When the button receives a mouse event from the user that is of our interest, i.e. a click event, it will convert this event into a click action and try to dispatch the action message to our code. To that end, the button expects us to provide an object with an action handler method to handle the action on delivery. In Cocoa terminology, this object containing the action handler method is referred to as the target of the button.
An action handler method in MacRuby has a distinct method signature: it is a method with one parameter named sender. It is important to adhere to this rule for action handler methods as Xcode and Interface Builder will only then recognize them as being actions.
Let’s open up our code editor in Xcode for MyWindowController.rb and change the listing to:
class MyWindowController < NSWindowController attr_accessor :my_label
def unveil_full_message_clicked(sender) @my_label.stringValue = "42" end end
Here, we’ve added the unveil_full_message_clicked action, which will change the stringValue property of our label to the true message of life. Excellent! We’ve now set up all our code, and what remains now is to tell our button to who it should dispatch its action to.
We can setup this target-action for our button programmatic, but Interface Builder provides us with a visual solution for setting these up as well. For the sake of clarity and convenience, the visual solution that we’ll go over with in a few moments enjoys our preference for now.
Hooking our MyWindowController up to our window
In the previous sections we’ve gone from designing our window to providing an implementation for our MyWindowController class. They still need to be hooked up to one another however as they are now still disjoint entities that don’t know of eachothers existence. In this section, we’ll describe how we’ll be able to hook these things up visually using Interface Builder.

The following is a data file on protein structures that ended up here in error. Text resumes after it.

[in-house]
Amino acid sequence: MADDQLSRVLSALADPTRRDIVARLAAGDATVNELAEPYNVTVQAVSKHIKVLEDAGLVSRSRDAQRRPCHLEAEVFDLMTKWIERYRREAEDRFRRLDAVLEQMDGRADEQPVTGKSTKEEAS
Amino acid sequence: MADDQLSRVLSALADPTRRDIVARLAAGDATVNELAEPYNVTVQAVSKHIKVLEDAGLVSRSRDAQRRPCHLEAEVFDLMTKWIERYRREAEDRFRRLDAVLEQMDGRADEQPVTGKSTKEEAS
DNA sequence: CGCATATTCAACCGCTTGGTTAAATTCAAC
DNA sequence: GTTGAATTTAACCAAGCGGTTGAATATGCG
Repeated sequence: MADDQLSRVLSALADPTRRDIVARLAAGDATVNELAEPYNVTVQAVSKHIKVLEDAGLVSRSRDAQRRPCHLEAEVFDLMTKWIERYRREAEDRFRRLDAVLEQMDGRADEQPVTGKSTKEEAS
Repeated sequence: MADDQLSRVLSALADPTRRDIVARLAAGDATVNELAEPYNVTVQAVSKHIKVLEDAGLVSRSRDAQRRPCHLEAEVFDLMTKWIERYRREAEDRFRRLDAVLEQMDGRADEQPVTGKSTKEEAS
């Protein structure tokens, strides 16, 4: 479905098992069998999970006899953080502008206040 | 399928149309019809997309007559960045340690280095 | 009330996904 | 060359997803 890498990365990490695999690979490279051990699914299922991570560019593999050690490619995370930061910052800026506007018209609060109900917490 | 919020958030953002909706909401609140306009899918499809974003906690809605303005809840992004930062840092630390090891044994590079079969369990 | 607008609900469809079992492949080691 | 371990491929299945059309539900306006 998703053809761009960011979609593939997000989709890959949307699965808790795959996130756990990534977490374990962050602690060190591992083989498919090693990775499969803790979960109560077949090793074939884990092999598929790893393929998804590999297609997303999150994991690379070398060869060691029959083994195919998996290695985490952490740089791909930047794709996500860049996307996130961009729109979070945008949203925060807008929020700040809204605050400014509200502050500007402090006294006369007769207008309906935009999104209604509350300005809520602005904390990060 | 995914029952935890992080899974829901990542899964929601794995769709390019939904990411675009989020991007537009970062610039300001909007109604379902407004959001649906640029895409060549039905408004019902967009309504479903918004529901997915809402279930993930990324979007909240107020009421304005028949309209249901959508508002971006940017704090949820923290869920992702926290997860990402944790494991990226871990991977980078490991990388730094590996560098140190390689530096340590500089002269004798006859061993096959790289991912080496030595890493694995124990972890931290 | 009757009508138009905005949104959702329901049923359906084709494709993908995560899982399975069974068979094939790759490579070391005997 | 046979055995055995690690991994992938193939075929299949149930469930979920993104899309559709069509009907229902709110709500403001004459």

- Double click on MainMenu.xib to open up Interface Builder for this nib file.
As we’ve discussed earlier, objects are stored in a freeze dried manner in our NIB file that get “thawed for use” when the NIB file is loaded again. In this case, we need an instance of MyWindowController to hook it up to our freeze dried window instance.
In Interface Builder in the Library Panel:
- Type in NSObject in the search field.
- Drag and drop the Object from the panel to the MainMenu.xib window of Interface Builder. This will create a new freeze dried object in the NIB file that will be instantiated when the NIB file gets loaded in.
- Select the object.
In the Inspector panel:
- Click on the Object Identity tab.
As we can see, the object is of class type NSObject. We need to change this to be MyWindowController to let this object be an instance of that type.
- In the class identity field, type in MyWindowController.
Our object is now of type MyWindowController. Tres bien!
Now that we’ve created a freeze dried MyWindowController object, it’s time to hook it up to our window instance.
Recall from the code listing on MyWindowController that we have defined an accessor — i.e. outlet — for our label, but have not yet set this property. In particular, we need to set the my_label property of our MyWindowController instance to point to the label of our window. In Cocoa jargon, we need to “plug our window’s label into our MyWindowController‘s my_label outlet”.